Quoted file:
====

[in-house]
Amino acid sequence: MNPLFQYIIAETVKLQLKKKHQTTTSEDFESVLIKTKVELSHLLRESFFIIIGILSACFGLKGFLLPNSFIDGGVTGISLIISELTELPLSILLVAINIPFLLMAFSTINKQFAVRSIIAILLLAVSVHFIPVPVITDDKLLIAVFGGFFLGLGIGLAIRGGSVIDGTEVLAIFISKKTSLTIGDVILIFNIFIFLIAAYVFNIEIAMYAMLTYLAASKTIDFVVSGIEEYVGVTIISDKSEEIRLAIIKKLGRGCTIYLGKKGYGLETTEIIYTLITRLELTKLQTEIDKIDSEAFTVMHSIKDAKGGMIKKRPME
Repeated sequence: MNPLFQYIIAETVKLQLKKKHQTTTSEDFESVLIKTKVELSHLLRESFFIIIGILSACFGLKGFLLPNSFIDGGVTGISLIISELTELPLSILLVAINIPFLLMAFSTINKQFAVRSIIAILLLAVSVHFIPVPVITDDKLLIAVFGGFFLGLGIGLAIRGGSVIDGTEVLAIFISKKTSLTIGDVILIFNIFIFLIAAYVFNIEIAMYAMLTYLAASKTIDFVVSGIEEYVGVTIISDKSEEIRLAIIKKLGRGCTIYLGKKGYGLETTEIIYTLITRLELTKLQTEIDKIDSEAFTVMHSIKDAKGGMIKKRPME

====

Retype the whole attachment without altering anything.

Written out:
[in-house]
Amino acid sequence: MNPLFQYIIAETVKLQLKKKHQTTTSEDFESVLIKTKVELSHLLRESFFIIIGILSACFGLKGFLLPNSFIDGGVTGISLIISELTELPLSILLVAINIPFLLMAFSTINKQFAVRSIIAILLLAVSVHFIPVPVITDDKLLIAVFGGFFLGLGIGLAIRGGSVIDGTEVLAIFISKKTSLTIGDVILIFNIFIFLIAAYVFNIEIAMYAMLTYLAASKTIDFVVSGIEEYVGVTIISDKSEEIRLAIIKKLGRGCTIYLGKKGYGLETTEIIYTLITRLELTKLQTEIDKIDSEAFTVMHSIKDAKGGMIKKRPME
Repeated sequence: MNPLFQYIIAETVKLQLKKKHQTTTSEDFESVLIKTKVELSHLLRESFFIIIGILSACFGLKGFLLPNSFIDGGVTGISLIISELTELPLSILLVAINIPFLLMAFSTINKQFAVRSIIAILLLAVSVHFIPVPVITDDKLLIAVFGGFFLGLGIGLAIRGGSVIDGTEVLAIFISKKTSLTIGDVILIFNIFIFLIAAYVFNIEIAMYAMLTYLAASKTIDFVVSGIEEYVGVTIISDKSEEIRLAIIKKLGRGCTIYLGKKGYGLETTEIIYTLITRLELTKLQTEIDKIDSEAFTVMHSIKDAKGGMIKKRPME